WARSAW — Evidence has emerged in recent weeks that Soviet authorities at the highest level had at least a general understanding of the scope and gravity of the Chernobyl nuclear accident hours after it occurred, though they delayed notifying the Soviet people and other countries for two days.
"The Kremlin knew what was going on within an hour and a half" after an explosion shattered the reactor at the plant in the Ukraine early on April 26, sending a plume of radioactive fission wastes a mile into the atmosphere, according to a Western diplomat in Moscow who is familiar with the technical aspects of the accident.
The diplomat said that mounting evidence, some of it admittedly circumstantial, indicates that the country's top political leaders, not simply officials at the upper levels of government agencies, knew the gravity of the situation that early.
His view is supported by Soviet scientific sources, who say that the central government in Moscow was almost certainly aware on the day of the accident that radioactivity from the burning graphite reactor had spread far beyond Chernobyl, 400 miles southwest of Moscow. These sources said that within hours of the initial explosion, the radiation activated alarms and automatic shutdown systems at other Soviet nuclear plants north of Chernobyl.
They said the emergency shutdown of other nuclear plants within Soviet territory would have been immediately apparent to the central authorities in Moscow and could have left no doubt about the geographic scope of the contamination or the likelihood that it would spread beyond the Soviet borders. They said the plants apparently resumed operation when it became clear that the source of radiation was elsewhere.
The sources did not identify the other facilities by name, but only two other nuclear power plants lie north of Chernobyl in the path of the initial fallout plume. They are the Rovno nuclear plant, 220 miles northwest of Chernobyl and two-thirds of the way to the Polish border, and the Ignalina nuclear power plant, 350 miles to the north in Soviet Lithuania and halfway to Helsinki, the Finnish capital.
Even if duty officers at Rovno and Ignalina failed to notify Moscow promptly of radiation-related shutdowns, a sudden drop in generating capacity would have caused a disturbance in the country's unified electric power grid, which operates on a relatively thin margin of reserve capacity, and this would not have passed unnoticed in Moscow.
Also, Soviet sources said, the KGB security agency maintains officers at all nuclear facilities, with sophisticated and independent lines of communication to Moscow. These officers would have had no incentive to minimize or cover up an emergency situation.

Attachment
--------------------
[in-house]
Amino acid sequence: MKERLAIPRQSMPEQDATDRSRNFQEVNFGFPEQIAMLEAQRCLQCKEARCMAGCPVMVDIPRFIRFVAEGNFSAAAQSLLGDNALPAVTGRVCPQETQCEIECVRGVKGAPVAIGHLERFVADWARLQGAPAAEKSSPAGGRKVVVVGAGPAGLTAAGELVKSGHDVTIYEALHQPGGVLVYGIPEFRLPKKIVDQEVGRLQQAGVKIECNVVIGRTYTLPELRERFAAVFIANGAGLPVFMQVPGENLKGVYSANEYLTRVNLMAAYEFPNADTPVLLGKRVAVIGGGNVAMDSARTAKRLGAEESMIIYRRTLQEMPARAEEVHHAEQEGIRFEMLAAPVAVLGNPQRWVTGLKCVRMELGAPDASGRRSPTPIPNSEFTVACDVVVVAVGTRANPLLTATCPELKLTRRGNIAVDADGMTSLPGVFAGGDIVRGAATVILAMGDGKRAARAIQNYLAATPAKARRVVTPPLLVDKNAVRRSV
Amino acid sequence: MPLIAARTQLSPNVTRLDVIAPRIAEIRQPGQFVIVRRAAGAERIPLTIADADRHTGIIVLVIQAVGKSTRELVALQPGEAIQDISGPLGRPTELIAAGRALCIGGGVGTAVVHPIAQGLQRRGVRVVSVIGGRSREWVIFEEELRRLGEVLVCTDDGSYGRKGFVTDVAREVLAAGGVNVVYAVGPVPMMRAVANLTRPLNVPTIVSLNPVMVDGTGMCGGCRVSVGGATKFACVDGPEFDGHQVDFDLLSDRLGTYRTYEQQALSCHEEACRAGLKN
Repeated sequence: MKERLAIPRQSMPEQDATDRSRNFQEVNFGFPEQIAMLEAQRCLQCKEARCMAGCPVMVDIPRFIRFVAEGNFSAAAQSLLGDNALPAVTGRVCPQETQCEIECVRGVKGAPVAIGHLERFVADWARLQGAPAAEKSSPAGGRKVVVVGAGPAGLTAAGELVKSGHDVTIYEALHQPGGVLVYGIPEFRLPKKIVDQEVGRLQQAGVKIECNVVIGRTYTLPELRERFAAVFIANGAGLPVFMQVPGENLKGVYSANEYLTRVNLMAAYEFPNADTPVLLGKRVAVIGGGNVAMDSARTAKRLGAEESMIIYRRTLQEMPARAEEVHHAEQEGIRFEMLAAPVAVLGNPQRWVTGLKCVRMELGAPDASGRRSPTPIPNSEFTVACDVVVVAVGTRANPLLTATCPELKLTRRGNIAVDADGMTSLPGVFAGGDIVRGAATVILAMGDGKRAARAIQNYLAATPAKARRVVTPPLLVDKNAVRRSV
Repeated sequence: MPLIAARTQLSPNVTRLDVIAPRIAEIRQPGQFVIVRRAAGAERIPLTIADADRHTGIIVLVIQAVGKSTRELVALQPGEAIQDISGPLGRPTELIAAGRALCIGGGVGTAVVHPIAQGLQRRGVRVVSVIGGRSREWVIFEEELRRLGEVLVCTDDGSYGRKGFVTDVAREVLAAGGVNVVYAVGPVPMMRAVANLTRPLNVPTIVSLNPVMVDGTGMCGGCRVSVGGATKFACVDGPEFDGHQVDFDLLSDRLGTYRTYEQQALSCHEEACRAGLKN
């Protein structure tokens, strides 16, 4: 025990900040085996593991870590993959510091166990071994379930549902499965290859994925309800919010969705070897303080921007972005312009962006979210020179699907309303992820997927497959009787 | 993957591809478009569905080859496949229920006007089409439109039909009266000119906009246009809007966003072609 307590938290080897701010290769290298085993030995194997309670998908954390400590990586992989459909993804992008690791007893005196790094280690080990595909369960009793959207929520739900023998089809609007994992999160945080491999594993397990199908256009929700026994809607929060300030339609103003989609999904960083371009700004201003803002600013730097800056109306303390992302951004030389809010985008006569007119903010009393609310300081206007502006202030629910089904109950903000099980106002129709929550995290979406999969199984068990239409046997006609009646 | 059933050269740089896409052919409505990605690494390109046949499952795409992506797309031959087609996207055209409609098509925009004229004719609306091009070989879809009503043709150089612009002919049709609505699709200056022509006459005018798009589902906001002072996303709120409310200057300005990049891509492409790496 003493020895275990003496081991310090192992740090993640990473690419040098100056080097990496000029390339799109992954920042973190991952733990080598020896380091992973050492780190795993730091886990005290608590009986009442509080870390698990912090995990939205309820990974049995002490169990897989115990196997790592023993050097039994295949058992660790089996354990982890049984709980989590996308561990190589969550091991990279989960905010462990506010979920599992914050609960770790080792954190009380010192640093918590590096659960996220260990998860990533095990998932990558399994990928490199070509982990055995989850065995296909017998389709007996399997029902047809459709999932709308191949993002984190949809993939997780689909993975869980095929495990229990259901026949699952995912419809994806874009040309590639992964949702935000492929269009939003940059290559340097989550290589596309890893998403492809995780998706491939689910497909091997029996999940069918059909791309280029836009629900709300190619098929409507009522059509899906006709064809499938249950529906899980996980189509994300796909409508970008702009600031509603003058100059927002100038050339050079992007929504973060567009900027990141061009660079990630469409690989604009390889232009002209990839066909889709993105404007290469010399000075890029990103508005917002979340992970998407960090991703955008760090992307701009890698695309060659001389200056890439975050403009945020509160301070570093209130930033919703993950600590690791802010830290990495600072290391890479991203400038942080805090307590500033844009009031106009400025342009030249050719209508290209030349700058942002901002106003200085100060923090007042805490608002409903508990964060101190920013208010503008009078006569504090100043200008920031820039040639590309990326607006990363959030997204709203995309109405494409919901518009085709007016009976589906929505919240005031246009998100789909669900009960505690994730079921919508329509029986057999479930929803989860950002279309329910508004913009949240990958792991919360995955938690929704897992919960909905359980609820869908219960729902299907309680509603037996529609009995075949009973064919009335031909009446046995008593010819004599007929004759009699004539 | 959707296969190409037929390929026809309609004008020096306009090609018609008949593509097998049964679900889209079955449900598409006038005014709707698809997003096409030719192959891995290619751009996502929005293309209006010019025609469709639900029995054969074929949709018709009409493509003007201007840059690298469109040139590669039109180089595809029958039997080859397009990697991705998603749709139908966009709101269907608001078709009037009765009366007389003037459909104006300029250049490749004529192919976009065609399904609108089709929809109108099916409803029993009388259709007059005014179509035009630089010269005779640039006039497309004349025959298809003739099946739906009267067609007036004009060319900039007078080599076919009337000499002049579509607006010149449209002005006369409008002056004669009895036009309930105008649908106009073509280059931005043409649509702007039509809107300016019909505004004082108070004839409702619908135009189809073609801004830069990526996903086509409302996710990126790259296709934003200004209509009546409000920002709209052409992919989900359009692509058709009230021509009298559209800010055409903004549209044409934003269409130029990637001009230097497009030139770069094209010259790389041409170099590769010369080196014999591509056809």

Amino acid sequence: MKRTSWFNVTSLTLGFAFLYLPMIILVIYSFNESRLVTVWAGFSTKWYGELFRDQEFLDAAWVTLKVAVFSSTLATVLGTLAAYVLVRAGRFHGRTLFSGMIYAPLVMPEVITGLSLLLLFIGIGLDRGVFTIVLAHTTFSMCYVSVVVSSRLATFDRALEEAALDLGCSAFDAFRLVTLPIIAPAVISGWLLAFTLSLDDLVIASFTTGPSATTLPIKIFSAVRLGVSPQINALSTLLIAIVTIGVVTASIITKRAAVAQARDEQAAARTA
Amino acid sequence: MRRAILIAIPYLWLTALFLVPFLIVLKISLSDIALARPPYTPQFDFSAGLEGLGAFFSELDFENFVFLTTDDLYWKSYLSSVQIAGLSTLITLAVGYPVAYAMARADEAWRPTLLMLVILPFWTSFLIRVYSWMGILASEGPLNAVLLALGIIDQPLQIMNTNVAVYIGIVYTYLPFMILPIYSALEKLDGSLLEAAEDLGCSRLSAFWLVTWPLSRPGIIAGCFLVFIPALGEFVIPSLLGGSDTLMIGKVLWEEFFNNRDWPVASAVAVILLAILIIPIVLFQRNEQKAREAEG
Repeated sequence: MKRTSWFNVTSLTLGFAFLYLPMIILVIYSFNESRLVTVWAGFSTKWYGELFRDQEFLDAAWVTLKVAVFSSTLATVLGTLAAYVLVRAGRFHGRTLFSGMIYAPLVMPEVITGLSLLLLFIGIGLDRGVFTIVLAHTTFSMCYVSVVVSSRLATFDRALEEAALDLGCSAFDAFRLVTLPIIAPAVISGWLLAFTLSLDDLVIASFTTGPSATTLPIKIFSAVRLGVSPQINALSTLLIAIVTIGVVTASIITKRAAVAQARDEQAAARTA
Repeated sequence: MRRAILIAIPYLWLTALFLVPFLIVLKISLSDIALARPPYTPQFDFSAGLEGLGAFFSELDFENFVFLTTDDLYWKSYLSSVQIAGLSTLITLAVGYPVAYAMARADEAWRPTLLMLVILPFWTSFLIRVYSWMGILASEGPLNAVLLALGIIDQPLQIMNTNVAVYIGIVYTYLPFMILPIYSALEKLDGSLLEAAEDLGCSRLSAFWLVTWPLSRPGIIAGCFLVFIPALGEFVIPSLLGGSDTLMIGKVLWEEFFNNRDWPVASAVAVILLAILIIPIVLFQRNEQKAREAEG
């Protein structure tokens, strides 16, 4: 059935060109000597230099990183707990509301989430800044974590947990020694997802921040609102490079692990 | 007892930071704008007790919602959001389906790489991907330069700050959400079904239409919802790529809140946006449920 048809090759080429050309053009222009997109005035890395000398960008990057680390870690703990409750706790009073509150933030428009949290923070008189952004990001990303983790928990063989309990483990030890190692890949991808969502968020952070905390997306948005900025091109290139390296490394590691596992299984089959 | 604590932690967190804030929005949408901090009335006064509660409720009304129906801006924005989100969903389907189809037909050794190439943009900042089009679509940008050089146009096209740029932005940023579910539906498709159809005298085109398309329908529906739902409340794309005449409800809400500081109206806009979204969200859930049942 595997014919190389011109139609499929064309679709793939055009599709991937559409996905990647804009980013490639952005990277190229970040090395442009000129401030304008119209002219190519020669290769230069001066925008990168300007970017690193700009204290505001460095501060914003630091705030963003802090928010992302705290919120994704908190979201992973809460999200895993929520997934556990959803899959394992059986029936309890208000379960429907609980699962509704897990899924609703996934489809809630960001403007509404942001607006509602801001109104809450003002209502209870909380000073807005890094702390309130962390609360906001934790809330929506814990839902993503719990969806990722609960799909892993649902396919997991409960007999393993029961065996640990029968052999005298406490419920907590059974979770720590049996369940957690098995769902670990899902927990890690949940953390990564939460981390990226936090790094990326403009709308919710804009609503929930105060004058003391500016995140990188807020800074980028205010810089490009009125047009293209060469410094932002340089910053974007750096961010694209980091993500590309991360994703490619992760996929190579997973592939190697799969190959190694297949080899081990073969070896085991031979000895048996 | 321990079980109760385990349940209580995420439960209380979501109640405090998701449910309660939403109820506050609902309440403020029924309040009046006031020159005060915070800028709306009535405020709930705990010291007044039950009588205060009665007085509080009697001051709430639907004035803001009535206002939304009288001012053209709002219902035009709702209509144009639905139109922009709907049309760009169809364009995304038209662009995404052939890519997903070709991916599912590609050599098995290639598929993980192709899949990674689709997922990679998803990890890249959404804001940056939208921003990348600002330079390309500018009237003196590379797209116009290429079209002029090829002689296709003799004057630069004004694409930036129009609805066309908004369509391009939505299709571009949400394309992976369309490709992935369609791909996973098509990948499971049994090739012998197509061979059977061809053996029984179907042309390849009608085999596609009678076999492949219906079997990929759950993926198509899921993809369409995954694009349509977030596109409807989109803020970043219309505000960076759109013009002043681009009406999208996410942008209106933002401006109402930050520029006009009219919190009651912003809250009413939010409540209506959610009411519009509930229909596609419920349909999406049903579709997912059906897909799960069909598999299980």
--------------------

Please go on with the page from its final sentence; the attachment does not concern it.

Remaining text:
Absence of Safety Feature
The four-unit Chernobyl plant itself was reportedly not equipped with an automatic shutdown system linked to radiation alarms. The absence of such a system is said to have been the result of a cost-cutting feature, one of several that made Chernobyl one of the Soviet Union's cheapest nuclear power plants.
According to the official report on the accident eventually released by the Politburo, a series of gross breaches of reactor operating regulations by workers at the plant led to a breakdown that resulted in a hydrogen gas explosion. The blast breached the No. 4 reactor at 1:23 a.m. on April 26. But it was not until the evening of April 28 that a four-sentence notice from the news agency Tass disclosed the accident, and it only hinted at casualties.
Even then the news came only hours after radiation alarms had sounded 750 miles to the north in Sweden and Finland, and the Swedish government had demanded an explanation.
Soviet officials have given a variety of reasons for failing to inform the world promptly. These tend to deflect blame from the Kremlin and center instead on bureaucratic confusion and incompetence at the scene of the accident.
A number of officials have said that local authorities initially underestimated the gravity of the accident and failed to fully inform the central leadership. The plant's director, its chief engineer and other senior officials at Chernobyl have since been fired or severely reprimanded. On Saturday, the official Tass news agency announced the firing of four senior state officials for serious errors and shortcomings in their work which led to the accident. Twenty-eight people have died as a result of the disaster.
In his first, and so far only, substantive comment on the accident, Soviet leader Mikhail S. Gorbachev appeared to blame local officials. On May 14, he said that "as soon as we received reliable information, it was made available to the Soviet people and sent through diplomatic channels to the governments of foreign countries."
But there is evidence, even in Soviet newspapers and in official accounts, that the central authorities understood the seriousness of the accident the very day it occurred.